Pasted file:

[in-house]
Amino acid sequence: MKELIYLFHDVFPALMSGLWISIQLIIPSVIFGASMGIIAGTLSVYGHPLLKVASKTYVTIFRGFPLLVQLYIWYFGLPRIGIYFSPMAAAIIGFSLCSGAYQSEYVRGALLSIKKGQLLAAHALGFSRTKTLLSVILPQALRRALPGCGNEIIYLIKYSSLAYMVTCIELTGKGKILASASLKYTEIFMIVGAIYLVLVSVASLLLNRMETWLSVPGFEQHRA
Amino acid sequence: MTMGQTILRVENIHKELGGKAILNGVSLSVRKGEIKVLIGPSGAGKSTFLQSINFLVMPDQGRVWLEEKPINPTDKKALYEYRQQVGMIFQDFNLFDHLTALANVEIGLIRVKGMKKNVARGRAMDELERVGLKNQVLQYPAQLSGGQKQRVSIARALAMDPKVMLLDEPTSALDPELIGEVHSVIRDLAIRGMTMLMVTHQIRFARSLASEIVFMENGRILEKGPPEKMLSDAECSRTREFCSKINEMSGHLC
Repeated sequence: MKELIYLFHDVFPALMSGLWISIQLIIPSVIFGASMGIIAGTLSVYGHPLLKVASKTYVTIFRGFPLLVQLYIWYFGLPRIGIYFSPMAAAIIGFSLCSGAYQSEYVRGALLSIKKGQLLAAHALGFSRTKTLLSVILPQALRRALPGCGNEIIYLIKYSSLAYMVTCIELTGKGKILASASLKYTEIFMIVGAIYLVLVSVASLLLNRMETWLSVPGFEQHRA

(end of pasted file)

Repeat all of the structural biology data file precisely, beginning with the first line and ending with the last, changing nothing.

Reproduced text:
[in-house]
Amino acid sequence: MKELIYLFHDVFPALMSGLWISIQLIIPSVIFGASMGIIAGTLSVYGHPLLKVASKTYVTIFRGFPLLVQLYIWYFGLPRIGIYFSPMAAAIIGFSLCSGAYQSEYVRGALLSIKKGQLLAAHALGFSRTKTLLSVILPQALRRALPGCGNEIIYLIKYSSLAYMVTCIELTGKGKILASASLKYTEIFMIVGAIYLVLVSVASLLLNRMETWLSVPGFEQHRA
Amino acid sequence: MTMGQTILRVENIHKELGGKAILNGVSLSVRKGEIKVLIGPSGAGKSTFLQSINFLVMPDQGRVWLEEKPINPTDKKALYEYRQQVGMIFQDFNLFDHLTALANVEIGLIRVKGMKKNVARGRAMDELERVGLKNQVLQYPAQLSGGQKQRVSIARALAMDPKVMLLDEPTSALDPELIGEVHSVIRDLAIRGMTMLMVTHQIRFARSLASEIVFMENGRILEKGPPEKMLSDAECSRTREFCSKINEMSGHLC
Repeated sequence: MKELIYLFHDVFPALMSGLWISIQLIIPSVIFGASMGIIAGTLSVYGHPLLKVASKTYVTIFRGFPLLVQLYIWYFGLPRIGIYFSPMAAAIIGFSLCSGAYQSEYVRGALLSIKKGQLLAAHALGFSRTKTLLSVILPQALRRALPGCGNEIIYLIKYSSLAYMVTCIELTGKGKILASASLKYTEIFMIVGAIYLVLVSVASLLLNRMETWLSVPGFEQHRA